Marina D. Estrera-Balce

About Me

Marina Photo

Full Name: Marina Domine Estrera-Balce (married to Alexander R. Balce)

Nationality: Filipino


  • PhD in Biology Education, University of the Philippines College of Education (Diliman, Quezon City, Philippines), 1996
  • MA in Biology Education, De La Salle University College of Education (Taft, Metro Manila, Philippines), 1973
  • BS in Education (Major: Biology and Integrated Science), University of the East (CM Recto Avenue, Metro Manila, Philippines), 1969
  • Paco Catholic School, Metro Manila, Philippines, 1965


  • Gracia Cielo E. Balce, MD
  • Niccolo Inigo E. Balce


  • Watercolour painting, particularly Chinese brush painting (Lingnan and Shui Mo)
  • Charcoal and watercolour pencil drawing
  • Reading–from comics to cartography
  • Blogging at WordPress
  • Social networking at Tweeter and Pinterest
  • Solving crossword puzzles
  • Cooking and baking
  • Ikebana
  • Bonsai
  • Special flower arrangements worn for special events (e. g., floral crown, lei with medallion, wrist corsage, over-the-shoulder-to-breast corsage, breast corsage)
  • Low-maintenance gardening

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About Chinese Brush Painting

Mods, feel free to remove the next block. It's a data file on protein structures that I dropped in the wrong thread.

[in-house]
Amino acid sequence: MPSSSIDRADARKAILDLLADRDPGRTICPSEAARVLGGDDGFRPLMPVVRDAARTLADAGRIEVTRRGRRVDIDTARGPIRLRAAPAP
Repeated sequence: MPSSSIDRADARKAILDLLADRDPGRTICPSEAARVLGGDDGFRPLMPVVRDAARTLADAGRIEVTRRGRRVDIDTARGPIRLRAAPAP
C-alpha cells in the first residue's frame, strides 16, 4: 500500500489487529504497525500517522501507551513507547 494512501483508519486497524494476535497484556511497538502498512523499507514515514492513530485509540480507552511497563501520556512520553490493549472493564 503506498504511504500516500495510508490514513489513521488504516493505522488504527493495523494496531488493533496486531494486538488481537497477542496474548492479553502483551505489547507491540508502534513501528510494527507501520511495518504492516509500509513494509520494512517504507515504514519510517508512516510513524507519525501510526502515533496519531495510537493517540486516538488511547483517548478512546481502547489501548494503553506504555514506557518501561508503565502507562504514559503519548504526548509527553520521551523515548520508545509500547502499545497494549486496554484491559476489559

I have been an on-and-off  watercolour painter when I was still studying, raising my two children, and practicing my profession as a teacher and a researcher-writer. After my retirement from work, I picked up my hobbies again. For watercolour painting,  I focused on Chinese brush painting, as its truisms attracted me to it:

See the great in the small; see the small in the perspective of the great.”–Anonymous

If you aim to dispense with method, learn method; if you aim at facility, work hard; if you aim for simplicity, master complexity.“–Lu Ch’ai (Wang Kai), Master of Ch’ing Tsai T’ang, XVII Century

Look. Art knows no prejudice, art knows no boundaries, art doesn’t really have judgment in its purest form. So just go, just go.“–K.D. Lang

The basics of Chinese brush painting are posted in: Chinese Brush Painting by Asia-Art.NET. In that website, you will learn about the history of Chinese brush painting and its three types: figure, landscape, and flower-and-bird paintings. It also gives basic information about the Chinese brush, ink, and colour.

It is very interesting to discover and learn the basics of the Chinese brushes, ink, and colours. The basic Chinese brushes– crab claw; flower; and orchid and bamboo–have distinctive uses. Then, the Chinese ink alone–mixed with water in countless shades–can express the different characteristics of subjects being painted. And, the Chinese watercolours are exceptionally brilliant. For example, adding traces of brown or green to rocks, trees, leaves, grasses, and mosses in a painting can express the feeling of a particular season or weather condition. (Note: In western painting, various shades of colour are used to express the relation of a subject to a fixed source of light.)

For a person like me who has been used to using her left brain for decades of studying and working, I’m sure my art hobbies–especially my Chinese brush painting–can save me from leaving my right brain unused. I can say outright that my journey to old, old age will be very fruitful and enjoyable.